Stand-up comedy: Not always funny
Life on the road for a comic like Aisha Tyler is great — if you like insomnia, smallpox, and fart jokes. The comedienne spills secrets from a recent gig
People often ask, ”What’s it like being a stand-up comedian?” This is like asking someone with a compulsive disorder, ”What’s it like washing your hands 93 times a day?” Like comedy, it may feel wonderful as you lather up, but in the end all you have is chapped skin and a deep sense of foreboding. I can tell you this: Stand-up is not glamorous. People are used to seeing celebrities on the red carpet, lip gloss poppin’ like a backup dancer in a Gucci Mane video. They are less accustomed to seeing celebrities in line at Starbucks with a murderous cowlick, or stumbling through the Detroit airport with a four-alarm hangover, moaning like a zombie on the hunt for brains.
Yet this is what life on the road is like: inedible room service, inoperable gym equipment, banshee infants braying next door, an interminable parade of fart-noising Morning Zoos. It is not for the faint of heart, or for those who don’t find fart noises hilarious.
What follows is an incomplete diary of a trip I took recently to perform in Lexington, Ky., home of man-made duck ponds and bourbon-soaked dreams.
Wednesday, 4:30 a.m.
I depart for the airport. I was up until 1 a.m. shooting a TV pilot, so I have had three hours of sleep. By ”sleep,” I mean I lay in bed agonizing about how little sleep I would get, until I realized I would get no sleep at all and got up to look at news online. If I can’t sleep, at least I can be pee-on-myself terrified by world events.
Wednesday, 11:30 a.m.
I have a layover at the Dallas airport, so enormous it has its own train system. I live in L.A.; we don’t have our own train system. Well, we do, but it only goes, like, a quarter mile. So if you want to go from Hollywood Boulevard to slightly farther down Hollywood Boulevard, the L.A. subway’s for you. I ride the train for an hour before I realize I am in the same spot I started.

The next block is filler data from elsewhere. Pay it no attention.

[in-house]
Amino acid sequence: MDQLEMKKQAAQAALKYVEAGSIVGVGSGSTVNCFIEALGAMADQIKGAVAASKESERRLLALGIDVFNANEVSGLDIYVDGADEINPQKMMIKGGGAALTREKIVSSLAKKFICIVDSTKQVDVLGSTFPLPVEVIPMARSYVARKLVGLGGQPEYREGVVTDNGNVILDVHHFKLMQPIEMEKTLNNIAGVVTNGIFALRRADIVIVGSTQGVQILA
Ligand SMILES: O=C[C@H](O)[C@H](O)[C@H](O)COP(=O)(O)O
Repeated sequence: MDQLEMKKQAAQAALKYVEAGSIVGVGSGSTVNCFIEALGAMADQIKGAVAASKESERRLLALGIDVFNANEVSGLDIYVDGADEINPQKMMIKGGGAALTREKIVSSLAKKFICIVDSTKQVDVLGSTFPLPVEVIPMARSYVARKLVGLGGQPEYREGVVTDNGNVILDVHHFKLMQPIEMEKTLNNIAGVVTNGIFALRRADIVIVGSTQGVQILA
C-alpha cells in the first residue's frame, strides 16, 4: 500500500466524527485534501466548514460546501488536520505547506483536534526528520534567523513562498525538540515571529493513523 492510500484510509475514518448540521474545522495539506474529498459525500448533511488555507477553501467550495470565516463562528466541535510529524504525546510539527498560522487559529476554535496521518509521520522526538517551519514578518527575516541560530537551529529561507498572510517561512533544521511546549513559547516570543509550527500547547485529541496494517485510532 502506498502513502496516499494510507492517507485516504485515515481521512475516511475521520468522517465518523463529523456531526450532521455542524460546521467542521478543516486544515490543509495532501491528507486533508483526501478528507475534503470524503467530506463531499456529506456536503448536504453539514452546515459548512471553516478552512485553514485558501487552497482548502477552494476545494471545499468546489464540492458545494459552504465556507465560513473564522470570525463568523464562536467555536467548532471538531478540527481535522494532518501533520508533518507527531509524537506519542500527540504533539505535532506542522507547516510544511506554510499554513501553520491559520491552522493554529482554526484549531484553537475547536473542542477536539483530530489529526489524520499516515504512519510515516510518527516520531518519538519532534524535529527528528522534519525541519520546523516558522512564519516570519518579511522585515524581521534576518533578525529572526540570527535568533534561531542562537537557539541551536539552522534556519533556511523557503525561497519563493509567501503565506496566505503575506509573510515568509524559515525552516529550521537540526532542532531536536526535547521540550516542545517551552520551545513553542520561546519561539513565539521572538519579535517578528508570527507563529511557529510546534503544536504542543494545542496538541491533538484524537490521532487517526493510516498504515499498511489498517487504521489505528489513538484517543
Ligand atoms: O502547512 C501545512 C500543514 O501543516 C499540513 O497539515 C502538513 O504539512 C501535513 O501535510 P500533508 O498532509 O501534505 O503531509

Wednesday, 5:30 p.m.
In Lexington I ask my driver to stop at Whole Foods. From his shock, I may as well have asked to be driven to the local whorehouse (his look indicates he knows exactly where the local whorehouse is). He has never heard of a ”Hole Foods,” but graciously follows my directions, then helps me clamber back into the car with my reusable bags full of organic twigs and free-range beetle dung cereal.
I make a mental note to ask to be driven to the local whorehouse later, especially if the cable at the hotel is out.
Thursday, 1:30 a.m.
Despite being exhausted, I cannot fall asleep. Hotel rooms are strange, the bedspread likely bears smallpox, and the people next door are holding some kind of all-night Boggle/angry-sex tournament.
Thursday, 2:30 p.m.
Just did a charming interview with the local mid-day news. It was all smiles until I made an oblique reference to sex, and then a silence dropped on the studio like a clattering steel wall. It was like Thanksgiving at my grandmother’s.
I feel like eating pie.
Thursday, 7:30 p.m.
I have made a terrible miscalculation. The club is lovely; however, they don’t have a kitchen. I didn’t eat dinner in anticipation of a giant plate of chicken wings or fingers or nuggets or cubes. There are no cubes. There is no chicken. I make a mental note not to have a drink; when I drink on an empty stomach it leads to street fighting and tears. Clarification: street fighting for me, tears for the other guy. ”Drunk Aisha” is like tall, sloppy, live-action Tekken. With hugging.
Thursday, 8:10 p.m.
I feel chilly, so I ask for a cup of coffee. The bar is out of cream, so they suggest adding Bailey’s. This seems like a fantastic idea.
Thursday, 8:12 p.m.
The club is adorable. The staff is adorable. The crowd is adorable. I am drunk.
Thursday, 9:30 p.m.
The show goes awesome. I remember my jokes, despite being blotto on half a shot of Irish cream whiskey. I curse a bit more than usual, I think. That could be the booze, or laziness.
Or, that I love to curse. So naughty!
Thursday, 10:15 p.m.
I sign autographs and take photos with fans, including a bunch of Archer loyalists wearing Lana Kane tees. I love these people. I hug them a little too long. They seem not to mind. We part only when the security guard pries us apart like a boxing referee.
I discover later they have picked my pocket.
Check it out!
Tyler stars in the FX comedy Archer. Her new podcast, Girl on Guy, launches this summer. Follow her at twitter.com/aishatyler.